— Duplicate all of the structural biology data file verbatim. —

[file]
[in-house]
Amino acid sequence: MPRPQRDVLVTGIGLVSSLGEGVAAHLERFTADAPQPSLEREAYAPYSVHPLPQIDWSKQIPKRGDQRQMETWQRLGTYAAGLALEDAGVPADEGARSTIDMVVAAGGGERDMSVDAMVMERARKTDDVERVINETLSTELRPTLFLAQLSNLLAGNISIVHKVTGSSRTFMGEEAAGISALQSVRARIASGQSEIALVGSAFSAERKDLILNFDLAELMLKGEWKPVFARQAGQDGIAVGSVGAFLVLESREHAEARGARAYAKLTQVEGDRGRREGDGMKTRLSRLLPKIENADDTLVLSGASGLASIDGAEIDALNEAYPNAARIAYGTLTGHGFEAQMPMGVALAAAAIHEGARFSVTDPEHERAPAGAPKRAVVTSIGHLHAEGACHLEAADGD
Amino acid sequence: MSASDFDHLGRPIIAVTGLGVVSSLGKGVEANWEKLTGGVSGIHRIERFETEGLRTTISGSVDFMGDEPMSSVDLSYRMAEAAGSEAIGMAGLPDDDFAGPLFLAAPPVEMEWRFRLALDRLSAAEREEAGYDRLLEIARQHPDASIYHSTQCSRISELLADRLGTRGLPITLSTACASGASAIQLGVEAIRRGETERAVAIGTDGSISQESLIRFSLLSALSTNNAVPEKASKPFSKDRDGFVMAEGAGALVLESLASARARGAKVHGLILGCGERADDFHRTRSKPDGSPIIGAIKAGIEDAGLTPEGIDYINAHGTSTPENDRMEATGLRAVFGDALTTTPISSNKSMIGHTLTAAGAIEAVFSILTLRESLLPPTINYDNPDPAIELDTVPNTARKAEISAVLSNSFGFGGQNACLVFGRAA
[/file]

[in-house]
Amino acid sequence: MPRPQRDVLVTGIGLVSSLGEGVAAHLERFTADAPQPSLEREAYAPYSVHPLPQIDWSKQIPKRGDQRQMETWQRLGTYAAGLALEDAGVPADEGARSTIDMVVAAGGGERDMSVDAMVMERARKTDDVERVINETLSTELRPTLFLAQLSNLLAGNISIVHKVTGSSRTFMGEEAAGISALQSVRARIASGQSEIALVGSAFSAERKDLILNFDLAELMLKGEWKPVFARQAGQDGIAVGSVGAFLVLESREHAEARGARAYAKLTQVEGDRGRREGDGMKTRLSRLLPKIENADDTLVLSGASGLASIDGAEIDALNEAYPNAARIAYGTLTGHGFEAQMPMGVALAAAAIHEGARFSVTDPEHERAPAGAPKRAVVTSIGHLHAEGACHLEAADGD
Amino acid sequence: MSASDFDHLGRPIIAVTGLGVVSSLGKGVEANWEKLTGGVSGIHRIERFETEGLRTTISGSVDFMGDEPMSSVDLSYRMAEAAGSEAIGMAGLPDDDFAGPLFLAAPPVEMEWRFRLALDRLSAAEREEAGYDRLLEIARQHPDASIYHSTQCSRISELLADRLGTRGLPITLSTACASGASAIQLGVEAIRRGETERAVAIGTDGSISQESLIRFSLLSALSTNNAVPEKASKPFSKDRDGFVMAEGAGALVLESLASARARGAKVHGLILGCGERADDFHRTRSKPDGSPIIGAIKAGIEDAGLTPEGIDYINAHGTSTPENDRMEATGLRAVFGDALTTTPISSNKSMIGHTLTAAGAIEAVFSILTLRESLLPPTINYDNPDPAIELDTVPNTARKAEISAVLSNSFGFGGQNACLVFGRAA